Pastor pitches disc park for town property
DOVER - Economic development director Steve Neratko held his monthly meeting with business owners Tuesday, May 22.
Pastor Jeremy Kirk, of the West Dover Congregational Church, proposed that the town fund and operate a public disc golf course. Neratko also discussed business grants the town is working to make available, and business owner Rich Werner suggested that an economic development survey be sent to the town’s voters.
Kirk started his presentation by showing videos that illustrated disc golf for attendees not familiar with the sport, which is a form of golf in which discs are thrown into standing baskets. “It can be an attraction for an off-season resort area,” said Kirk, noting that although he thinks it would be good for the local economy, he’s personally invested in finding an activity for local youth to engage in.
“I want it to be successful and for the town to support it so that local kids can have an inexpensive and accessible thing to do,” said Kirk. “There are kids of all different body shapes and intellectual abilities that thrive at this. There are even some studies about whether kids on the autism spectrum happen to perform at equal rates as kids who are not on the autism spectrum. There are all sorts of things in here that are great for local kids, and that is why I want it built.”
Kirk said in his view, Dover would be a perfect location for a disc golf course, noting that it’s his understanding that Mount Snow has considered building one for many years. “We are between two of the best courses in the world,” said Kirk. “One is Maple Hill outside of Boston, and the other is a private course at Smugglers Notch. That’s where the Disc Golf World Championships will be held in September.”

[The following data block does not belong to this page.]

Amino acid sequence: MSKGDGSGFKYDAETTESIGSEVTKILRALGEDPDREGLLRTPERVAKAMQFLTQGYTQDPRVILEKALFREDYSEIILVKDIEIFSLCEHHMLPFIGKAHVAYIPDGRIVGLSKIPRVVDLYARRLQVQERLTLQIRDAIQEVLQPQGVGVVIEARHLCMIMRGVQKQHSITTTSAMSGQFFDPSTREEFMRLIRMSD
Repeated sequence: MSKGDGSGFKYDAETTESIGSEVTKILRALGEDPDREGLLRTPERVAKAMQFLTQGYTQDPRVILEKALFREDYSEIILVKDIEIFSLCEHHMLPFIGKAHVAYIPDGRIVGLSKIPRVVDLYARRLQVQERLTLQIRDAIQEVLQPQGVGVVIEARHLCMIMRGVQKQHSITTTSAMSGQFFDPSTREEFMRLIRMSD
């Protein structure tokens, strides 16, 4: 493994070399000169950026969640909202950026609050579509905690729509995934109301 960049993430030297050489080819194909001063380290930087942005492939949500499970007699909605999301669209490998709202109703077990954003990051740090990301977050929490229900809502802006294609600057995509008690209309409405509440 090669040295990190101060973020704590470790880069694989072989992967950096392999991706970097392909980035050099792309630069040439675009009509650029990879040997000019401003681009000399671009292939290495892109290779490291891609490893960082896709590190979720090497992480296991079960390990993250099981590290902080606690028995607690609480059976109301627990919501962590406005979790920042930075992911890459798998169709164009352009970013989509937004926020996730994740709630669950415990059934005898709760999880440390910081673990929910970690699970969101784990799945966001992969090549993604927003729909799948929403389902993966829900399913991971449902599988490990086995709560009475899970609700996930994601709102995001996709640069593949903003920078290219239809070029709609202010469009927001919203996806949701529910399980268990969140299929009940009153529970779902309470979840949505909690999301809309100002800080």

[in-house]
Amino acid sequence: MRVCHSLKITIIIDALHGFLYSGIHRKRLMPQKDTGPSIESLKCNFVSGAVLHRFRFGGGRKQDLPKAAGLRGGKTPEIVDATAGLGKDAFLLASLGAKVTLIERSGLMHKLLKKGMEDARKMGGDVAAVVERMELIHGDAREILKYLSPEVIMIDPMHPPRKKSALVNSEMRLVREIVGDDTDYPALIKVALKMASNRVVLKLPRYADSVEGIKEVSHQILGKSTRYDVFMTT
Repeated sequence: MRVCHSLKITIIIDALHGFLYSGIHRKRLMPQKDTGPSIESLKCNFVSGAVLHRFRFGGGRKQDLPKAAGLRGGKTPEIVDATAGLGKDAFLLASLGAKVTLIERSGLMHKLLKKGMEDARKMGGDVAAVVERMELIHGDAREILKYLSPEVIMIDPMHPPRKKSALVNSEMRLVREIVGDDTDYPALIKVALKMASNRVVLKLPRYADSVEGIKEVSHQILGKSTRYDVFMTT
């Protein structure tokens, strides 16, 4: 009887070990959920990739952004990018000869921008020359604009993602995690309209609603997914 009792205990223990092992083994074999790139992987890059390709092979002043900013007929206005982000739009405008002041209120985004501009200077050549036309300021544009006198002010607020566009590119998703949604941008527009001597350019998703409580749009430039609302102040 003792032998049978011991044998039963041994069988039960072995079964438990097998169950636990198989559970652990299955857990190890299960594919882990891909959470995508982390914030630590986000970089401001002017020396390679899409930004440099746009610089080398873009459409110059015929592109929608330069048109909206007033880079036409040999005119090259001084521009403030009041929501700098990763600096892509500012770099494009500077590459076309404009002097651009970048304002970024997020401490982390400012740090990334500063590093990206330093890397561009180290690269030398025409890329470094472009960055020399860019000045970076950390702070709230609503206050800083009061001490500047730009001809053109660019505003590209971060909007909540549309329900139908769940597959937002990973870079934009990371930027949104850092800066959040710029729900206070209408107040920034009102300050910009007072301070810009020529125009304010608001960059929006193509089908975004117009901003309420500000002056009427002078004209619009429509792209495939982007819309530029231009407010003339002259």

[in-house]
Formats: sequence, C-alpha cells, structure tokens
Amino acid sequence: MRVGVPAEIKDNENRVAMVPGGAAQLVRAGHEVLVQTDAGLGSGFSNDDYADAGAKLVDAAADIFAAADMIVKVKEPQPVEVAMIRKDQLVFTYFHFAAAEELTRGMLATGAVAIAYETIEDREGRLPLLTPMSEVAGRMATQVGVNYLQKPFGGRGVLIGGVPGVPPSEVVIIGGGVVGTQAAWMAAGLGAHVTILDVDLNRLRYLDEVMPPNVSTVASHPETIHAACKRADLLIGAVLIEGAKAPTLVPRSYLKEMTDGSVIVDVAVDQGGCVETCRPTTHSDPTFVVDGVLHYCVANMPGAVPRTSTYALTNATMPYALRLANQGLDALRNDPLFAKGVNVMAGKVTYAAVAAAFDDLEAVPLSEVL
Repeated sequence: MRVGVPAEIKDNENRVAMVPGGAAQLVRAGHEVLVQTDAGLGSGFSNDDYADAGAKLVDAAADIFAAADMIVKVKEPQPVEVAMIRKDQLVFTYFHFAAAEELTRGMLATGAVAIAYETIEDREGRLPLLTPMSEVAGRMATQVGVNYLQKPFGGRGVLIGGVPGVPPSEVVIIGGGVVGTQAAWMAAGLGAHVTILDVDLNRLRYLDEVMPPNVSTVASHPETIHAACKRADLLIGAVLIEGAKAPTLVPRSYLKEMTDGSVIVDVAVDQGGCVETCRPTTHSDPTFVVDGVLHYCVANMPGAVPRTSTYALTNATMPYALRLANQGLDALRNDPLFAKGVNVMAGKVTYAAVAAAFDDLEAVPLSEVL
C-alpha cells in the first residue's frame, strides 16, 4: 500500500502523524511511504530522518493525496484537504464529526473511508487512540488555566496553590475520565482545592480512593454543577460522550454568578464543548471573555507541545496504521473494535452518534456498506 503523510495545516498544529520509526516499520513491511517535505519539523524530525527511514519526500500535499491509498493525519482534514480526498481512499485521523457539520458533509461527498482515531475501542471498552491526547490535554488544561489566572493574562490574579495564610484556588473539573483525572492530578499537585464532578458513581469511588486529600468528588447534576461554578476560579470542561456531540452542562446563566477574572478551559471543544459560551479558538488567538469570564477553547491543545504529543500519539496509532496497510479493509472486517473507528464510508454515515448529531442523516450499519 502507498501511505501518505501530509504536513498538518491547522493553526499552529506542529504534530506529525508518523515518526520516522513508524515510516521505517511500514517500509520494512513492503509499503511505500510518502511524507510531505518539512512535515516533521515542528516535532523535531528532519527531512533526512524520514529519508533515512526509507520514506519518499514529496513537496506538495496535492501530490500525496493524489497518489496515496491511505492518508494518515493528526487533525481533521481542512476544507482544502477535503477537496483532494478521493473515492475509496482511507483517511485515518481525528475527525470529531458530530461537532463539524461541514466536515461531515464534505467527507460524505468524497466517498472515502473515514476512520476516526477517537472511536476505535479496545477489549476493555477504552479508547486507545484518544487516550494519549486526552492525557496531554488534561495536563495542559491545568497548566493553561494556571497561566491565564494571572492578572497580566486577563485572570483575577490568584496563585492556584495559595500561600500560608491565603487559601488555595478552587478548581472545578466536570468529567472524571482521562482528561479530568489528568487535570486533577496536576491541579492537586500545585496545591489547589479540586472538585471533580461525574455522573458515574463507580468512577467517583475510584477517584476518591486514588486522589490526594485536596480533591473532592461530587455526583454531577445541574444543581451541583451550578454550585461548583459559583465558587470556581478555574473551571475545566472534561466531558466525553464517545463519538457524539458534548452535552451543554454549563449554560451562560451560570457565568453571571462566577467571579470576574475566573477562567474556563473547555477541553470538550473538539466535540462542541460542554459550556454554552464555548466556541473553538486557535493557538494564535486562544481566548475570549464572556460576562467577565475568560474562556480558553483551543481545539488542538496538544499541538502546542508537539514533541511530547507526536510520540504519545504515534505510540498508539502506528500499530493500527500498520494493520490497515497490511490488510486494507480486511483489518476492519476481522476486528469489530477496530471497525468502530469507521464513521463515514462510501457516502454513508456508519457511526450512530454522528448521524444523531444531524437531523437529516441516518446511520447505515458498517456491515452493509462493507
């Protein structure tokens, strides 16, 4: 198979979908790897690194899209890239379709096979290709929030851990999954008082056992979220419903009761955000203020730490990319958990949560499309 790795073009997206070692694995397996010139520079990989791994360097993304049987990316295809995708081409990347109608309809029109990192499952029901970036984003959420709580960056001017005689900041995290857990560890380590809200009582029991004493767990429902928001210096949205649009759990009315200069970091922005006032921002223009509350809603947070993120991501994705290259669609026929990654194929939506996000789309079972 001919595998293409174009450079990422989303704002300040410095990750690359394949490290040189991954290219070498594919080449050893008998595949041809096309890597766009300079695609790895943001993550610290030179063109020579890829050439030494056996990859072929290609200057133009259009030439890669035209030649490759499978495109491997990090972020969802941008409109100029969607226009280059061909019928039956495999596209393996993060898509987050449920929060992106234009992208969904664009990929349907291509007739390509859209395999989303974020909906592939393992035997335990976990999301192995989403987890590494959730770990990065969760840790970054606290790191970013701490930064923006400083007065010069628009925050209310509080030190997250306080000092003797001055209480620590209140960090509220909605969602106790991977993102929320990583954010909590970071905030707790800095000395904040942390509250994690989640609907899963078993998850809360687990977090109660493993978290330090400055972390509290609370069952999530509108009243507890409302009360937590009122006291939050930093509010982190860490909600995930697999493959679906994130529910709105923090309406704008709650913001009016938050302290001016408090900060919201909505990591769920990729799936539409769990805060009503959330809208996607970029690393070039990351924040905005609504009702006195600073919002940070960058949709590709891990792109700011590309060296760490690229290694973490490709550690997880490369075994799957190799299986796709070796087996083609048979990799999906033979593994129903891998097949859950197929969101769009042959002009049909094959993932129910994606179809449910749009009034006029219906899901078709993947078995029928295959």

Kirk said that disc golf enthusiasts travel between courses. He recalled a recent experience at a private disc golf course in Wilmington where two disc golf players from Phoenix stopped in on a trip between the Boston-area course and the one at Smugglers Notch. “This is an opportunity for Dover because people are going to come anyway,” said Kirk.
Kirk handed out a proposal, which estimated the cost of building the course to be about $13,000. Neratko said he had talked to town clerk Andy McLean about a possible piece of land that the town could use, which was acquired through a tax sale. Kirk and Neratko acknowledged that there are a number of details that still need to be evaluated, but said the presentation was intended to gauge the openness and interest of the townspeople toward the idea. The idea was well-received by attendees.
In other matters, Neratko said he is exploring options for the business and community grant program the town is planning to launch. “The selectboard put aside funds to help assist businesses in town; $50,000 goes to businesses and $40,000 to assist community groups with a variety of projects.” Neratko said he is still trying to “get a hold” of how to operate the programs and is evaluating whether pursuing a few larger grants or many smaller grants would be more beneficial overall. The matter will be discussed at a future meeting.
Also to be discussed at a future meeting is a survey about economic development, which Werner suggested at the end of Tuesday’s meeting.
“There hasn’t been a survey since the initial one back in the dark ages,” said Werner. He also suggested using a mailing to build a database of email addresses so that people can be kept up-to-date on economic development issues.
Neratko said he’d be happy to discuss the matter further at a future meeting.